Thursday, July 24, 2014

Denovo Diamonds Collaborates with Renowned Philippine Fashion Artists

Denovo diamonds collaborates with renowned Philippine Fashion artists and tastemakers Jinggoy Buensuceso, Olivia d’Aboville, Leeroy New, Maureen Disini, Neil Felipp, and Cheryl Tiu to promote original, genuine Pinoy jewelry collections.
Marilyn Monroe got it wrong when she said diamonds were a girl’s best friend. It’s the boys’, too. Enter Denovo diamonds, a Pinoy brand that believes in Filipino originality and caters to men and women bounded by the love of arts and sparkles.
“We want to promote the arts and showcase the best of the Philippine talents. Our art is rich but it’s underrated and unrecognized. We want to champion our culture by coming up with wearable works of art. We wanted something different, something original, something that’s not generic, so we collaborated with artists to come up with their own collection,” says Caryll Martinez, the brains behind Denovo, a Latin word meaning “afresh.” Just recently, Denovo officially launched its collections starring stellar personalities to complement its iconic appeal.
The collections range from austere to quirky and elaborate.  Globetrotter Cheryl Tiu’s Global collection, for instance, features her fave landmarks. Her collection highlights the Blue Mosque in Istanbul, the Dome of Rock in Jerusalem, the Fisherman’s Bastion in Budapest, and the Metropolitan Cathedral in Rio de Janeiro. But the star of the collection? Her Philippine flag necklace that features the three stars embedded in a pendant shaped like the rays of the sun. “I was inspired by super typhoon Haiyan, with what happened to our country,” Cheryl says. I tried to make this one more local by putting the elements of the Philippine flag. I want it to symbolize hope.”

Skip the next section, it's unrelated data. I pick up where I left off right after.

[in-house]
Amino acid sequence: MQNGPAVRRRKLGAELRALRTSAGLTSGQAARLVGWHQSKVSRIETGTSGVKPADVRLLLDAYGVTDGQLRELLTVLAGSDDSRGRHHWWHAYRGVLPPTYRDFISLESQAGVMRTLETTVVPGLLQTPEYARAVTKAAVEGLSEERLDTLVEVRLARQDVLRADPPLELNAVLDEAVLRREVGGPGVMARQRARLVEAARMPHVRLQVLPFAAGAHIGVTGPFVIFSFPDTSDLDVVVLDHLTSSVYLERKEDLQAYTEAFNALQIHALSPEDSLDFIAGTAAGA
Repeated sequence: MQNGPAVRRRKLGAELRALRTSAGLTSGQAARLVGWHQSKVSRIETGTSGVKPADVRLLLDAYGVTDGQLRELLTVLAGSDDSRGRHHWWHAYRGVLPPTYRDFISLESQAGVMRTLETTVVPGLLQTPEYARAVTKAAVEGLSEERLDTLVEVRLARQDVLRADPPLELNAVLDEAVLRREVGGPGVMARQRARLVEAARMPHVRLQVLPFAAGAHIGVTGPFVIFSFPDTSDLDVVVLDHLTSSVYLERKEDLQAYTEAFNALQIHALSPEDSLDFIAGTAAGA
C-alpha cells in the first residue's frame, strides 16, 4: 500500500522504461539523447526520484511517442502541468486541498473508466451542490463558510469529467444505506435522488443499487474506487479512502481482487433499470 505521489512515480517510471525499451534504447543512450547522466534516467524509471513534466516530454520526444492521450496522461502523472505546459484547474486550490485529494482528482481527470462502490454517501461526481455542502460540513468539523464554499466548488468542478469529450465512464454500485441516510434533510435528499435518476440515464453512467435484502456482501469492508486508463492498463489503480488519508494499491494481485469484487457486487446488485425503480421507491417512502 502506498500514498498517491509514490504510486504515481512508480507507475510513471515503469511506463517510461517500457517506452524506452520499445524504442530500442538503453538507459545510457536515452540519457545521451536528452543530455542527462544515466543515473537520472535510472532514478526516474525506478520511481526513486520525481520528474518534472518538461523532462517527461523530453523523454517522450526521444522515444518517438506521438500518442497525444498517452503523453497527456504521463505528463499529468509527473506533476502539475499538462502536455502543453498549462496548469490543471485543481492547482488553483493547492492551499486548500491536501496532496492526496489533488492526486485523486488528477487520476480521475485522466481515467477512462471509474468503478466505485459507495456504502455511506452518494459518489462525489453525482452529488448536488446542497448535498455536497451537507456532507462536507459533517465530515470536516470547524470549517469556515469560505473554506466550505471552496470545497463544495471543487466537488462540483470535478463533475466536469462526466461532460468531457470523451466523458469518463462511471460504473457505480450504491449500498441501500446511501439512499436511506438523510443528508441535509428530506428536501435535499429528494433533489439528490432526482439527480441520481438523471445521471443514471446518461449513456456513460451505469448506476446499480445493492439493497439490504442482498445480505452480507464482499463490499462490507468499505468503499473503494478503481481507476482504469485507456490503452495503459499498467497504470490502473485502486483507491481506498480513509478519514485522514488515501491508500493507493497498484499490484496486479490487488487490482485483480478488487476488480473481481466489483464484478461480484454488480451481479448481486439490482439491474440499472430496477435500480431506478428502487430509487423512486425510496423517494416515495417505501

A stark contrast to Cheryl’s colorful design is renowned furniture designer and sculptor Genesis “Jinggoy” Buensuceso. His Equilibrium collection, as the name implies, suggests balance and harmony. His silver rings, brooches, and bracelets with black diamonds are designed for people in the fast lane. “I had the leaders and the mavens and achievers, the people who are busy with intense level of work, as my inspiration. I want them to seek balance between work and play,” Jinggoy says. His collection appears manly but he says women nowadays are into androgynous fashion. “My sensibility has always been black and clean and with edge. For me, black is the new canvas, it’s infinite.”
If Jinggoy finds comfort in black, Filipino-French artist Olivia d’Aboville seeks sanctuary in the blue sea. Her Crystal Dew collection is poetic. For her, diamonds can only represent nature’s most precious element, and that is water. Taking cues from morning dews on twigs, Olivia’s seven-piece collection combines organic hints of simple beauty evident in her stem-like cuffs, two-finger rings, and stem necklaces. “My work in general is nature, whatever I do—sculpture, lighting, jewelry—is always related to nature. I am connected to the ocean. When you wear a piece of the collection, you’re a bit closer to nature, like you’re wearing a piece of it,” says Olivia, who, ironically, hardly wears jewelry. “I wish I could if I had more jewelry, I’d wear one. [I’m into] simple and indigenous jewelry that’s more casual,” she says.
Cebuano young artist Neil Felipp’s Simian collection features quirky and playful miniature monkeys. “I believe in whimsical elegance. My inspiration is Abu from Alladin, before he met him. He’s mischievous and attracted to ‘shining, shimmering, splendid’ things. To be consistent, I infused Pinoy games like Follow the Leader, hide and seek, and eye spy.” In his collection are statement pieces of happy monkeys hanging on a tree or tagging one another.

Another young artist in the roster is visual artist, sculptor, and designer Leeroy New. His fascination with religious iconography, especially of the Sacred Heart and seraphs (hence his Seraph collection) leads him to alternate the divine’s visage in random configurations.

“I’ve always been working on religious iconography as a source of form for all my works but not in an emotional way. I’m into re-configuring and reconstructing them,” says Leeroy. A sacred heart and seraph tattoos peeked through his shirt.

From religious icons, here’s one for the altar: Fashion designer Maureen Disini’s La Collezione Promessa. Her bridal and engagement line showcases and celebrates her Italian getaway. Maureen, who recently tied the knot, says it’s fitting that she designed wedding bands and engagement rings.


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